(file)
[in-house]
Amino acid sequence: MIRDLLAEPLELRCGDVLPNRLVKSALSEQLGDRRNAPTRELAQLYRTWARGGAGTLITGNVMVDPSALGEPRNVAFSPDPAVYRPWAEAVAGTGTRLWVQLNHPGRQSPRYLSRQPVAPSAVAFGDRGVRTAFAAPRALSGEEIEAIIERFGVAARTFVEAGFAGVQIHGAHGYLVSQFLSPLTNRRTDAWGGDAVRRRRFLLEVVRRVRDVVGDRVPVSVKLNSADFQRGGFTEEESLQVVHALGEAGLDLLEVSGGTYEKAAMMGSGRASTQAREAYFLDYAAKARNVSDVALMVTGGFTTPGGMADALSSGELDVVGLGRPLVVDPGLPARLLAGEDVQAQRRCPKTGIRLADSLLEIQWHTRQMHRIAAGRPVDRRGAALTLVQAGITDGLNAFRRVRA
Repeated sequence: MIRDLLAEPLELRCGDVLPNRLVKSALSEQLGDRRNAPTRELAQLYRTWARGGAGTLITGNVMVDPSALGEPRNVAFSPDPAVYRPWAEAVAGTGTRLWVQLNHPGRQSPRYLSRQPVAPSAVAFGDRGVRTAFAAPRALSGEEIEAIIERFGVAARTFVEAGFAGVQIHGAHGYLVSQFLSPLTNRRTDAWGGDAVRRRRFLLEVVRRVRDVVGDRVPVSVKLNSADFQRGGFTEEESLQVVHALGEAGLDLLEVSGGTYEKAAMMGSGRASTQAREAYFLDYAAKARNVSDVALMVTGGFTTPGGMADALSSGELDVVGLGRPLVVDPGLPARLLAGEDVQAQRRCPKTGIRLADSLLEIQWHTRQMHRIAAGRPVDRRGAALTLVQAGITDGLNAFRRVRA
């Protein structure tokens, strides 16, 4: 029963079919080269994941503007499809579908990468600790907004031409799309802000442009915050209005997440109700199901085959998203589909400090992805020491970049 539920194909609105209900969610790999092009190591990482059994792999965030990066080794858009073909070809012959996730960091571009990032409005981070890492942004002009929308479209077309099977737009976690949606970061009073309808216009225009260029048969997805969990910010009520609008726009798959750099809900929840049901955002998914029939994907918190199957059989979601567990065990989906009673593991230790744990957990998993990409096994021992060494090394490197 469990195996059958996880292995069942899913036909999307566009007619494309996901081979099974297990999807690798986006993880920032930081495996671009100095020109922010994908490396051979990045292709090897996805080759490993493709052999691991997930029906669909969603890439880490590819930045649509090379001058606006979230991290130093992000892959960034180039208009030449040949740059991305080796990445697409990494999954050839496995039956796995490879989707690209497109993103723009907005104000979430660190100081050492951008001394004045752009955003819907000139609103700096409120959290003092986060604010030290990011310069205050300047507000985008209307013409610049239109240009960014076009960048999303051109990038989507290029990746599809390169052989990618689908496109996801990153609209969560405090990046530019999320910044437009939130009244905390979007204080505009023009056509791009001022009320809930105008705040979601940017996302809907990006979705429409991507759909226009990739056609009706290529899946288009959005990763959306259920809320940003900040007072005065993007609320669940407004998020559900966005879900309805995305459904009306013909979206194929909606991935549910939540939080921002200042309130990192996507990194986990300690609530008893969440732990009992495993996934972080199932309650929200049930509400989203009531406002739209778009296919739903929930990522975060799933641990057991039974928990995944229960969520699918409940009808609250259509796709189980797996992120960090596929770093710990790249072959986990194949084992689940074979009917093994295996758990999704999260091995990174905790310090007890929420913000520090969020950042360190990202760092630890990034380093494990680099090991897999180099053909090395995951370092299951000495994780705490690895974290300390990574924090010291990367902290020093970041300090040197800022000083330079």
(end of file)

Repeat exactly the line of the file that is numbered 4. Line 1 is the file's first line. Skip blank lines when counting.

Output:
């Protein structure tokens, strides 16, 4: 029963079919080269994941503007499809579908990468600790907004031409799309802000442009915050209005997440109700199901085959998203589909400090992805020491970049 539920194909609105209900969610790999092009190591990482059994792999965030990066080794858009073909070809012959996730960091571009990032409005981070890492942004002009929308479209077309099977737009976690949606970061009073309808216009225009260029048969997805969990910010009520609008726009798959750099809900929840049901955002998914029939994907918190199957059989979601567990065990989906009673593991230790744990957990998993990409096994021992060494090394490197 469990195996059958996880292995069942899913036909999307566009007619494309996901081979099974297990999807690798986006993880920032930081495996671009100095020109922010994908490396051979990045292709090897996805080759490993493709052999691991997930029906669909969603890439880490590819930045649509090379001058606006979230991290130093992000892959960034180039208009030449040949740059991305080796990445697409990494999954050839496995039956796995490879989707690209497109993103723009907005104000979430660190100081050492951008001394004045752009955003819907000139609103700096409120959290003092986060604010030290990011310069205050300047507000985008209307013409610049239109240009960014076009960048999303051109990038989507290029990746599809390169052989990618689908496109996801990153609209969560405090990046530019999320910044437009939130009244905390979007204080505009023009056509791009001022009320809930105008705040979601940017996302809907990006979705429409991507759909226009990739056609009706290529899946288009959005990763959306259920809320940003900040007072005065993007609320669940407004998020559900966005879900309805995305459904009306013909979206194929909606991935549910939540939080921002200042309130990192996507990194986990300690609530008893969440732990009992495993996934972080199932309650929200049930509400989203009531406002739209778009296919739903929930990522975060799933641990057991039974928990995944229960969520699918409940009808609250259509796709189980797996992120960090596929770093710990790249072959986990194949084992689940074979009917093994295996758990999704999260091995990174905790310090007890929420913000520090969020950042360190990202760092630890990034380093494990680099090991897999180099053909090395995951370092299951000495994780705490690895974290300390990574924090010291990367902290020093970041300090040197800022000083330079």